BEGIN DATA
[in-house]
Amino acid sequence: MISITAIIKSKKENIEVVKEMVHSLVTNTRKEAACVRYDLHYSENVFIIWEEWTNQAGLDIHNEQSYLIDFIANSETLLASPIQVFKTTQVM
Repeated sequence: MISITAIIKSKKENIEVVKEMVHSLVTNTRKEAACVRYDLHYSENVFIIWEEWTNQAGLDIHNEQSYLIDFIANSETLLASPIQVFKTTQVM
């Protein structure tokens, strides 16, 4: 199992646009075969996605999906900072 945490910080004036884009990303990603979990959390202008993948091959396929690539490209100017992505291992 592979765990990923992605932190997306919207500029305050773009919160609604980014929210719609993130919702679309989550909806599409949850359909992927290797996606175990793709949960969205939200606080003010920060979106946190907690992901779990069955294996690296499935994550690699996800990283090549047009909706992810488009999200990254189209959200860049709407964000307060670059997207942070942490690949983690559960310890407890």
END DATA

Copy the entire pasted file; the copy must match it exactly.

[in-house]
Amino acid sequence: MISITAIIKSKKENIEVVKEMVHSLVTNTRKEAACVRYDLHYSENVFIIWEEWTNQAGLDIHNEQSYLIDFIANSETLLASPIQVFKTTQVM
Repeated sequence: MISITAIIKSKKENIEVVKEMVHSLVTNTRKEAACVRYDLHYSENVFIIWEEWTNQAGLDIHNEQSYLIDFIANSETLLASPIQVFKTTQVM
């Protein structure tokens, strides 16, 4: 199992646009075969996605999906900072 945490910080004036884009990303990603979990959390202008993948091959396929690539490209100017992505291992 592979765990990923992605932190997306919207500029305050773009919160609604980014929210719609993130919702679309989550909806599409949850359909992927290797996606175990793709949960969205939200606080003010920060979106946190907690992901779990069955294996690296499935994550690699996800990283090549047009909706992810488009999200990254189209959200860049709407964000307060670059997207942070942490690949983690559960310890407890």